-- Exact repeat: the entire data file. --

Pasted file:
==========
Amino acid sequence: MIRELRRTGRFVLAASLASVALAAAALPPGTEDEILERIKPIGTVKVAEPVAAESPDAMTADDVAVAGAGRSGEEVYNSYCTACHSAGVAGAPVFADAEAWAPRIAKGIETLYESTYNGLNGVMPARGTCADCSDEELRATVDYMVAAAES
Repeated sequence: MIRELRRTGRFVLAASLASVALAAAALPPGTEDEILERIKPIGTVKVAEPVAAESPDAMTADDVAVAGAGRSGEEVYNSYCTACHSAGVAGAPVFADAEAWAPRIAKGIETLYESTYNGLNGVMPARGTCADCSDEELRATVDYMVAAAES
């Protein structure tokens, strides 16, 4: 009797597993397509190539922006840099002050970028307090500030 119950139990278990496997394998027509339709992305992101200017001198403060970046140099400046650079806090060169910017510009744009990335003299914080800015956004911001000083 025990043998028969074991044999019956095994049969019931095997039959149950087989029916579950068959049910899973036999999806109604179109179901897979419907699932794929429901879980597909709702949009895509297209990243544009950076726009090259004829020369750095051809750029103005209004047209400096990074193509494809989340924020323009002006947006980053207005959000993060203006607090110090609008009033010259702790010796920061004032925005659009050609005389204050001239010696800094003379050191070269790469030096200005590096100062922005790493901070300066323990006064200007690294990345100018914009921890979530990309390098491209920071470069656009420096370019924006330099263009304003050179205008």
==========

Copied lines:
Amino acid sequence: MIRELRRTGRFVLAASLASVALAAAALPPGTEDEILERIKPIGTVKVAEPVAAESPDAMTADDVAVAGAGRSGEEVYNSYCTACHSAGVAGAPVFADAEAWAPRIAKGIETLYESTYNGLNGVMPARGTCADCSDEELRATVDYMVAAAES
Repeated sequence: MIRELRRTGRFVLAASLASVALAAAALPPGTEDEILERIKPIGTVKVAEPVAAESPDAMTADDVAVAGAGRSGEEVYNSYCTACHSAGVAGAPVFADAEAWAPRIAKGIETLYESTYNGLNGVMPARGTCADCSDEELRATVDYMVAAAES
């Protein structure tokens, strides 16, 4: 009797597993397509190539922006840099002050970028307090500030 119950139990278990496997394998027509339709992305992101200017001198403060970046140099400046650079806090060169910017510009744009990335003299914080800015956004911001000083 025990043998028969074991044999019956095994049969019931095997039959149950087989029916579950068959049910899973036999999806109604179109179901897979419907699932794929429901879980597909709702949009895509297209990243544009950076726009090259004829020369750095051809750029103005209004047209400096990074193509494809989340924020323009002006947006980053207005959000993060203006607090110090609008009033010259702790010796920061004032925005659009050609005389204050001239010696800094003379050191070269790469030096200005590096100062922005790493901070300066323990006064200007690294990345100018914009921890979530990309390098491209920071470069656009420096370019924006330099263009304003050179205008």